Which materials to use to make specific weapons / bombs / etc. This won't have all of the ones in the dimension, but you might see something you like and will know how to craft it.
Analysis of materials to tell you what you can make with them (and the properties they gain)
Analysis of potion ingredients -- this will be a lot more distributed and go to several different shops (like butchers or lumberjacks) and the NPCs within.
Where to find specific materials needed for the other crafting system (instead of the help system just telling you right off the bat). This can also be found if you actually find one of them. Doing it this way means you have to go to civilization and ask around in order to learn how to find different materials, which integrates civilization a lot tighter with core gameplay loops.
I'm bringing libraries back as a way of organizing this system. Each province has a Library house, which will tell you everything that everyone knows -- not the actual information, just the topic. Libraries will never appear in a Nexus.
Overall, libraries are a great way to find new things you may be interested in exploring.
This set of changes heavily reintegrates civilization back into the main game -- instead of being a set of side systems it's vital towards core gameplay systems.
My notes here are still way too scattered. My new approach will look something like this:
Nonlinear self-building questlines (see section).
The politics and economic value systems are really solid -- I like the idea of the things you do with the world having an actual impact on it with as little filesize changes as possible (though that doesn't matter much anymore with the filesaving system). Buy from a vendor a lot and they'll restock more, their house will have more floors, whatever.
I still like the idea of guild targets of various tiers -- like maybe they want a controlling influence over a particular house or town. How you actually accomplish that is up to you, but running quests or altering economic value can help a lot.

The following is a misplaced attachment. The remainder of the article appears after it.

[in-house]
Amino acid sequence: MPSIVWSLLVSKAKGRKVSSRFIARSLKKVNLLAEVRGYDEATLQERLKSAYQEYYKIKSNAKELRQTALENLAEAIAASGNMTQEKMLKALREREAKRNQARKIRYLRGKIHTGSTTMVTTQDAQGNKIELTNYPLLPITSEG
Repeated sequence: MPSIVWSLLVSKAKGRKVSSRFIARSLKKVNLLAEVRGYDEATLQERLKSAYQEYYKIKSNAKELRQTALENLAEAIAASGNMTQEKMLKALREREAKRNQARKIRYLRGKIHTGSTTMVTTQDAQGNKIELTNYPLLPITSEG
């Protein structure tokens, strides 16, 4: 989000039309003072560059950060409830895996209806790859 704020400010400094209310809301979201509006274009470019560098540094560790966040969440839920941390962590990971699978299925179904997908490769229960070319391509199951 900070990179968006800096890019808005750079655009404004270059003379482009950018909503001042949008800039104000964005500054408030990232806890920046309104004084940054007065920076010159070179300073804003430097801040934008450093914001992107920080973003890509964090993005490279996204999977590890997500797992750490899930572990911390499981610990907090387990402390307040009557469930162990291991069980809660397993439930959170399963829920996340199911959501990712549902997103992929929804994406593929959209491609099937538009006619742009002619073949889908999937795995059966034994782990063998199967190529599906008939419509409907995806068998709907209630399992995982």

Actual narratives should be able to be built piece by piece -- I don't want to add too much content here but with a piecewise approach and some known lore, the player's imagination should be able to fill in the gaps.
Definitely want extracurricular structures that have their own pecularities with transport and tie into quest lines.
Nonlinear self-building questlines
These are still just raw ideas, but I'm thinking of several things here:
The main component of the quest is delivering or fetching something to a particular NPC in a particular province/town. Might be right next door, might be 5 trade routes away in some isolated town (or extracurricular structure even). It may be a bit more complicated than that (deliver to multiple NPCs, pick up the item in transit (or build it) etc) but that's the basic idea.
NPC relationships to each other and guilds play a factor -- they can outright refuse to let you complete the quest, unless you do something for them first or maybe give them money or something. This can't be infinite -- eventually someone will just agree to it on a whim even if they hate the other guy.
The end result is increasing questgiver happiness (which might actually be bad depending on what your guild quests are, so maybe you get options where secondary quests are involved), money and/or blueprints for you, maybe economic or interpersonal impact somehow.
I think this basic concept is enough to build on or refine.